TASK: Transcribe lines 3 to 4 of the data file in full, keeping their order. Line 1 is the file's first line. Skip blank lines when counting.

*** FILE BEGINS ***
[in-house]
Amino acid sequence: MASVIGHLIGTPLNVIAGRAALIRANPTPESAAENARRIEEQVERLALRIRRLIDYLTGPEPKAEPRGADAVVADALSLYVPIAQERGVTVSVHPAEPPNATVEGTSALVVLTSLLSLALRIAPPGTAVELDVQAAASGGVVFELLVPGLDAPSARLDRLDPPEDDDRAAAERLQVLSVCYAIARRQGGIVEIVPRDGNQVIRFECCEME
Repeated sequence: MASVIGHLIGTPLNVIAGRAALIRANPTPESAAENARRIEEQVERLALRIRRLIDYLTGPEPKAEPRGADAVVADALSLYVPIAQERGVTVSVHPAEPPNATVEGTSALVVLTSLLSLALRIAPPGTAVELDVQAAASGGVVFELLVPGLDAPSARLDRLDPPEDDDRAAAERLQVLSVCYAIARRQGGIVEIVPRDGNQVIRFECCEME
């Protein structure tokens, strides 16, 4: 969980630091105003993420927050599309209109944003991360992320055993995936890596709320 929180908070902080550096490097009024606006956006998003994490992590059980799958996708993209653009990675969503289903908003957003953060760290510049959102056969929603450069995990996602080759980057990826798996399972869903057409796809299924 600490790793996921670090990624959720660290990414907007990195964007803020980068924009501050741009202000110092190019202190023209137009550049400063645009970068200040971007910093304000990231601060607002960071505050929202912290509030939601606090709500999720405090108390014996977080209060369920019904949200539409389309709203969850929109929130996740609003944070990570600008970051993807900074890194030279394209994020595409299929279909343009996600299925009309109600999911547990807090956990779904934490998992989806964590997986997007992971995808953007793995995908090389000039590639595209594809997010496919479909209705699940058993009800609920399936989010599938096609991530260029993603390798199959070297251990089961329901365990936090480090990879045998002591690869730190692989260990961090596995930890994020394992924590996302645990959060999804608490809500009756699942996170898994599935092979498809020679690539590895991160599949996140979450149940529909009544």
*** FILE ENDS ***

Repeated sequence: MASVIGHLIGTPLNVIAGRAALIRANPTPESAAENARRIEEQVERLALRIRRLIDYLTGPEPKAEPRGADAVVADALSLYVPIAQERGVTVSVHPAEPPNATVEGTSALVVLTSLLSLALRIAPPGTAVELDVQAAASGGVVFELLVPGLDAPSARLDRLDPPEDDDRAAAERLQVLSVCYAIARRQGGIVEIVPRDGNQVIRFECCEME
């Protein structure tokens, strides 16, 4: 969980630091105003993420927050599309209109944003991360992320055993995936890596709320 929180908070902080550096490097009024606006956006998003994490992590059980799958996708993209653009990675969503289903908003957003953060760290510049959102056969929603450069995990996602080759980057990826798996399972869903057409796809299924 600490790793996921670090990624959720660290990414907007990195964007803020980068924009501050741009202000110092190019202190023209137009550049400063645009970068200040971007910093304000990231601060607002960071505050929202912290509030939601606090709500999720405090108390014996977080209060369920019904949200539409389309709203969850929109929130996740609003944070990570600008970051993807900074890194030279394209994020595409299929279909343009996600299925009309109600999911547990807090956990779904934490998992989806964590997986997007992971995808953007793995995908090389000039590639595209594809997010496919479909209705699940058993009800609920399936989010599938096609991530260029993603390798199959070297251990089961329901365990936090480090990879045998002591690869730190692989260990961090596995930890994020394992924590996302645990959060999804608490809500009756699942996170898994599935092979498809020679690539590895991160599949996140979450149940529909009544």